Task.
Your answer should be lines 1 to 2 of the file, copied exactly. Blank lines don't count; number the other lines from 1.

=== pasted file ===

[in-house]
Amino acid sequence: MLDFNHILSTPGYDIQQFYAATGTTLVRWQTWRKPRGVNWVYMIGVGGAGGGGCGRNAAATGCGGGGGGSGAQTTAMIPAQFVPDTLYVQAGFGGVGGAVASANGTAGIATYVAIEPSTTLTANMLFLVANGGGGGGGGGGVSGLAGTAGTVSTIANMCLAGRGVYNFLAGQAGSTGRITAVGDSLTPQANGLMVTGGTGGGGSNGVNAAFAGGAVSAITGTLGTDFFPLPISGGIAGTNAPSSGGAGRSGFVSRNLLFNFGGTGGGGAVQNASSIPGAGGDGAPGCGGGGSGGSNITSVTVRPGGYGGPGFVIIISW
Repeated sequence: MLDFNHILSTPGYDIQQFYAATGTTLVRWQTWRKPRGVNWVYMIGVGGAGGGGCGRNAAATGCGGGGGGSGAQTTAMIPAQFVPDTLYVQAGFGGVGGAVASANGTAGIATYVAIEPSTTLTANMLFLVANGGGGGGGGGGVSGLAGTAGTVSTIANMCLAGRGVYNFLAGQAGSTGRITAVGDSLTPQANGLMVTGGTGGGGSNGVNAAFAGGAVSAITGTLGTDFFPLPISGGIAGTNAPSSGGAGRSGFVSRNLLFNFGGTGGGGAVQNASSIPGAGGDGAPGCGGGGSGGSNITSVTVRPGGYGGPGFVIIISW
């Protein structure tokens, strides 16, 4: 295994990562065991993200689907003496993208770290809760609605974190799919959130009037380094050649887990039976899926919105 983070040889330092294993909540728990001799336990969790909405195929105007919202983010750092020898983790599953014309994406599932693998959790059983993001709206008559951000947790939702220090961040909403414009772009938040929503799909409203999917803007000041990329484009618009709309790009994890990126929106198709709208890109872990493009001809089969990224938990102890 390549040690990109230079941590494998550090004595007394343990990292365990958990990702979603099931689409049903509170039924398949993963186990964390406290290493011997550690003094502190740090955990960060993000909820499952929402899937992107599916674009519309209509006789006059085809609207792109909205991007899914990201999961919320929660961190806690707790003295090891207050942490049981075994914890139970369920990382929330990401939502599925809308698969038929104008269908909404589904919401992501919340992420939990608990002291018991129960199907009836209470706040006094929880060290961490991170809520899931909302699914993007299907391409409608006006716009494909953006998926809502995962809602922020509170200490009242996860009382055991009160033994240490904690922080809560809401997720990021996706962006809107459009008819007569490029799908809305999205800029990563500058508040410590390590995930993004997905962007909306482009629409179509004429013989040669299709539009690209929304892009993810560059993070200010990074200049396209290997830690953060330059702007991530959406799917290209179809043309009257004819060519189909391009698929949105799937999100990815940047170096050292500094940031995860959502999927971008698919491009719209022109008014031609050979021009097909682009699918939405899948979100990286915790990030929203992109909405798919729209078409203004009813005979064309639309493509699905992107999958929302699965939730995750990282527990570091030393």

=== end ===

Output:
[in-house]
Amino acid sequence: MLDFNHILSTPGYDIQQFYAATGTTLVRWQTWRKPRGVNWVYMIGVGGAGGGGCGRNAAATGCGGGGGGSGAQTTAMIPAQFVPDTLYVQAGFGGVGGAVASANGTAGIATYVAIEPSTTLTANMLFLVANGGGGGGGGGGVSGLAGTAGTVSTIANMCLAGRGVYNFLAGQAGSTGRITAVGDSLTPQANGLMVTGGTGGGGSNGVNAAFAGGAVSAITGTLGTDFFPLPISGGIAGTNAPSSGGAGRSGFVSRNLLFNFGGTGGGGAVQNASSIPGAGGDGAPGCGGGGSGGSNITSVTVRPGGYGGPGFVIIISW